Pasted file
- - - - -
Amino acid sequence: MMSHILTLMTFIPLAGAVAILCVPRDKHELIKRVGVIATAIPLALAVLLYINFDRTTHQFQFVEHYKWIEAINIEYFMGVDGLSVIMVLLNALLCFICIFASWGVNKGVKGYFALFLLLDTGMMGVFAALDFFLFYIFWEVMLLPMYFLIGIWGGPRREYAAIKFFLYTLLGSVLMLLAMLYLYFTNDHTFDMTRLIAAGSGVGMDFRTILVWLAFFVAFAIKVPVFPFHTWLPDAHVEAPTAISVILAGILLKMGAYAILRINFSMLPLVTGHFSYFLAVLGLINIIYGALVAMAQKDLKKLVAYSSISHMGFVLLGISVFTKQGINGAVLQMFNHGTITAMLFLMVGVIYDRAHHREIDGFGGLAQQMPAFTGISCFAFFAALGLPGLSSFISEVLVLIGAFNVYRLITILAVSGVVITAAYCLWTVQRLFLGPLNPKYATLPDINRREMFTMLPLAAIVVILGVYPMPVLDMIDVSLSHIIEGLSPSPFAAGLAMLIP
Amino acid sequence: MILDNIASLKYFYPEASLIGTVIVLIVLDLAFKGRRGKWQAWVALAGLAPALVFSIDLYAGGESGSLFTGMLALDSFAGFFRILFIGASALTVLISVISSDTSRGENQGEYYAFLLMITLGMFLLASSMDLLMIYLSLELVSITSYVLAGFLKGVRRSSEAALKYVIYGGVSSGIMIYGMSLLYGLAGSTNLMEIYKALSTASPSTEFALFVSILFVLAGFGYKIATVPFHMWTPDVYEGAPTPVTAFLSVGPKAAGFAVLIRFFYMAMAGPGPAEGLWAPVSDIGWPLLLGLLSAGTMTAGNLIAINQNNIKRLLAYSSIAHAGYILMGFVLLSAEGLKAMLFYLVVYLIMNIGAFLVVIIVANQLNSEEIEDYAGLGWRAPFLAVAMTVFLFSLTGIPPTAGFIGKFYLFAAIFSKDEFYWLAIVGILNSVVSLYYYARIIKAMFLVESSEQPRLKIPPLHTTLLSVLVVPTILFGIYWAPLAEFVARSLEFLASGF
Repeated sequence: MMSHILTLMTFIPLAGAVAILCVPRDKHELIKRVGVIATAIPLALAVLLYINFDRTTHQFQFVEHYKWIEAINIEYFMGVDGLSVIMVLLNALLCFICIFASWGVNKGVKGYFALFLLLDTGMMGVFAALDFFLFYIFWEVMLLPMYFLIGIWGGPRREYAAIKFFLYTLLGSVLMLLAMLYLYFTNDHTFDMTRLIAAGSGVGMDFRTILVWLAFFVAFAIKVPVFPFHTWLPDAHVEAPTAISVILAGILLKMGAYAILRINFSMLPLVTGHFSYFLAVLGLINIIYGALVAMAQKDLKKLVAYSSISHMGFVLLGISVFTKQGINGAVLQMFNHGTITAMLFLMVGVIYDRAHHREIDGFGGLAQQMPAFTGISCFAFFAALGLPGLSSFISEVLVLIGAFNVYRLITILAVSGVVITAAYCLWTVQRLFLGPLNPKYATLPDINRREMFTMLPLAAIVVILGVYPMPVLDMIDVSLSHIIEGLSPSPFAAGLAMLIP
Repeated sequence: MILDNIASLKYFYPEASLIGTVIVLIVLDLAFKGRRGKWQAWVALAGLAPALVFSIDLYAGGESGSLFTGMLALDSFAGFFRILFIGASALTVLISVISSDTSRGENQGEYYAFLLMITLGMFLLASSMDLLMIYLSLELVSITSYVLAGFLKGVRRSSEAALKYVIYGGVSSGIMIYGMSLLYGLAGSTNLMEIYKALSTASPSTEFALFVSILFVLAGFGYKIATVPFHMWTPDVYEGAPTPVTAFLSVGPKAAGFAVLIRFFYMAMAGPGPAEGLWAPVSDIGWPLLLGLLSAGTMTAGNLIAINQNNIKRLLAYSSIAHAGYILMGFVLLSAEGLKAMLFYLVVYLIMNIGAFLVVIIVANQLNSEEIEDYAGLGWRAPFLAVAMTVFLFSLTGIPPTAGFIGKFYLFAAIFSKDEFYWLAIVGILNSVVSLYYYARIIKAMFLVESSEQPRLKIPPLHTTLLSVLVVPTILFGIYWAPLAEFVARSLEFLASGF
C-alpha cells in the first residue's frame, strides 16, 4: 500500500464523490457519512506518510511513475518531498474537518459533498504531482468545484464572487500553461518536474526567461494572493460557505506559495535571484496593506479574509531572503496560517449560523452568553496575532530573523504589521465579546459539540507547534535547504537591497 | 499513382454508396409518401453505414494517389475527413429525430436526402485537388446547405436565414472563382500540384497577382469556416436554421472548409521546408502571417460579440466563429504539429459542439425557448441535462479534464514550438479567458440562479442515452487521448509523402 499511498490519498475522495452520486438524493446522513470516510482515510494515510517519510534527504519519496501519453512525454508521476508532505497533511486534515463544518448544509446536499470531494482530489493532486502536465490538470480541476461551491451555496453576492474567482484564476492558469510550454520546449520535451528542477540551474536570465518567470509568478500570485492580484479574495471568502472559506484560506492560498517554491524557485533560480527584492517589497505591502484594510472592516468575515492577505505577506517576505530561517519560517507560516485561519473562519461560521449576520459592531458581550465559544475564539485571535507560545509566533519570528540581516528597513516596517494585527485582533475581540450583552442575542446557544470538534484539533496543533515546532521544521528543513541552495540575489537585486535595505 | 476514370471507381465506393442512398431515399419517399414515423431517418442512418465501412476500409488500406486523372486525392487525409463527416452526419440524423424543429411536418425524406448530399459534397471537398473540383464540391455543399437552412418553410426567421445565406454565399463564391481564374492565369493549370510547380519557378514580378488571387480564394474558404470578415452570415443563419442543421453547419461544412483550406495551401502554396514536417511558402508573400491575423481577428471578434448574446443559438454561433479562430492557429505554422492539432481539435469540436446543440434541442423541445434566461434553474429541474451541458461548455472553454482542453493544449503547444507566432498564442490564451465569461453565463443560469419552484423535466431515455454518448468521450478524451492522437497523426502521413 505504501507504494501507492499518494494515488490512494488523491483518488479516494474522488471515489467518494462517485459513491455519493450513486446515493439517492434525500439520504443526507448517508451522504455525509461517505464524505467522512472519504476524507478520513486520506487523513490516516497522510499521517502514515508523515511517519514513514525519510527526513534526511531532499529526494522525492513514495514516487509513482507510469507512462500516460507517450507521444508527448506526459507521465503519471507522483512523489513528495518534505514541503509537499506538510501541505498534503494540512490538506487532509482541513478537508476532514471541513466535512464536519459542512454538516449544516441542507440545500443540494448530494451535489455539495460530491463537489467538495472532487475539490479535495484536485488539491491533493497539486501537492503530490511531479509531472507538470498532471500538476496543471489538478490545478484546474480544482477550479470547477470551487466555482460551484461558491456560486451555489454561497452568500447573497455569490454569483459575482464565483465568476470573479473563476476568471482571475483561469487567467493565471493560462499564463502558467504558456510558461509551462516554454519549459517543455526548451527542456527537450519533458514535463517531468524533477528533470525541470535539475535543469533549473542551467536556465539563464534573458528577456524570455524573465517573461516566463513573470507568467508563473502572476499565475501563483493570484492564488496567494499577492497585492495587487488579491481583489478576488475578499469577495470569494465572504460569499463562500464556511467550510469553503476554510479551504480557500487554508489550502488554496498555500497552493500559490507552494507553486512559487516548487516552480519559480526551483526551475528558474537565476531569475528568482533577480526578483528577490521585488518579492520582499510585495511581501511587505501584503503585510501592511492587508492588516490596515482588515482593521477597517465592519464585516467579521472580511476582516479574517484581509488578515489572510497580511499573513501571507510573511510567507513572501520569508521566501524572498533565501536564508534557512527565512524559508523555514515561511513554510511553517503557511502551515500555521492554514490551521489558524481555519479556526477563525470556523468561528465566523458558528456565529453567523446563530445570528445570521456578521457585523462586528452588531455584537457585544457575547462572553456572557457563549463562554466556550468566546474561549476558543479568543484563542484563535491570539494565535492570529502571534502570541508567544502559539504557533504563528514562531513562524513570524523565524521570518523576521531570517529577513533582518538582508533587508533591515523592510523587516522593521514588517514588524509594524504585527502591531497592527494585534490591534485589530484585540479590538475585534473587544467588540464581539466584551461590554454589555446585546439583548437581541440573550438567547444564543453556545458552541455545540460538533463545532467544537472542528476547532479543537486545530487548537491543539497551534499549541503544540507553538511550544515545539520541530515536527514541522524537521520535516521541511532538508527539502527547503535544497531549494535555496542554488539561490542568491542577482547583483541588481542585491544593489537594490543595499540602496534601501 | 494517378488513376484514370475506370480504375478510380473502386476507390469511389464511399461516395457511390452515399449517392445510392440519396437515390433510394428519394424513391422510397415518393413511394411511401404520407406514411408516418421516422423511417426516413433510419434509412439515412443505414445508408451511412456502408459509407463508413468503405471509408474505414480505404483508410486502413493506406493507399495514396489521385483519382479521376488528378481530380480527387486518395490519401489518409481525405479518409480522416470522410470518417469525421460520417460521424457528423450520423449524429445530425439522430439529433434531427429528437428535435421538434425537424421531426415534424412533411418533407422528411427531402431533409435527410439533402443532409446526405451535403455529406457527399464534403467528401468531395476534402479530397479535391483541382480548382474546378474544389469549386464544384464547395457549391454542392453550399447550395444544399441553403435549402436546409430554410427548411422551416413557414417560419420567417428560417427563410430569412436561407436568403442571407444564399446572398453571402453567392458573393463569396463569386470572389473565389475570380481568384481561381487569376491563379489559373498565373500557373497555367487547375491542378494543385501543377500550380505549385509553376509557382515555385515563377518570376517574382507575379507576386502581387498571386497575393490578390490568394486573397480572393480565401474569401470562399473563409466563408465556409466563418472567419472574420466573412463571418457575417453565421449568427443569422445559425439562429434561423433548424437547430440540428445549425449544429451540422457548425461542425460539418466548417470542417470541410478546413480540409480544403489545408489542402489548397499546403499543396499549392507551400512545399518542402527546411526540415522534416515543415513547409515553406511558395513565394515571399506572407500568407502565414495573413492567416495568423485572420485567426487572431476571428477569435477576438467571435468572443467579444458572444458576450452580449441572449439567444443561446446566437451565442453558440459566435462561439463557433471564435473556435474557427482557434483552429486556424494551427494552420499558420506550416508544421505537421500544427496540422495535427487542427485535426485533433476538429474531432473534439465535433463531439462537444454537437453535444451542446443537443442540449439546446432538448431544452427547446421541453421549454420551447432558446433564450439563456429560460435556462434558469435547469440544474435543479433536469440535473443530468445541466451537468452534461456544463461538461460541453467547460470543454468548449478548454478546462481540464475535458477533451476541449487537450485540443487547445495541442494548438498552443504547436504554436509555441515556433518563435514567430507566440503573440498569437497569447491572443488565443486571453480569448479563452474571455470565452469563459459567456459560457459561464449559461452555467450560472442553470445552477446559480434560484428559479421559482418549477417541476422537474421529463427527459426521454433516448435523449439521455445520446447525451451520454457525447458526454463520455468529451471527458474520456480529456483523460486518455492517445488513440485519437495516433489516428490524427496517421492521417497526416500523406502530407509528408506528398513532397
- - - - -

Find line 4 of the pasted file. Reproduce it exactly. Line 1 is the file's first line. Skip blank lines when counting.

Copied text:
Repeated sequence: MILDNIASLKYFYPEASLIGTVIVLIVLDLAFKGRRGKWQAWVALAGLAPALVFSIDLYAGGESGSLFTGMLALDSFAGFFRILFIGASALTVLISVISSDTSRGENQGEYYAFLLMITLGMFLLASSMDLLMIYLSLELVSITSYVLAGFLKGVRRSSEAALKYVIYGGVSSGIMIYGMSLLYGLAGSTNLMEIYKALSTASPSTEFALFVSILFVLAGFGYKIATVPFHMWTPDVYEGAPTPVTAFLSVGPKAAGFAVLIRFFYMAMAGPGPAEGLWAPVSDIGWPLLLGLLSAGTMTAGNLIAINQNNIKRLLAYSSIAHAGYILMGFVLLSAEGLKAMLFYLVVYLIMNIGAFLVVIIVANQLNSEEIEDYAGLGWRAPFLAVAMTVFLFSLTGIPPTAGFIGKFYLFAAIFSKDEFYWLAIVGILNSVVSLYYYARIIKAMFLVESSEQPRLKIPPLHTTLLSVLVVPTILFGIYWAPLAEFVARSLEFLASGF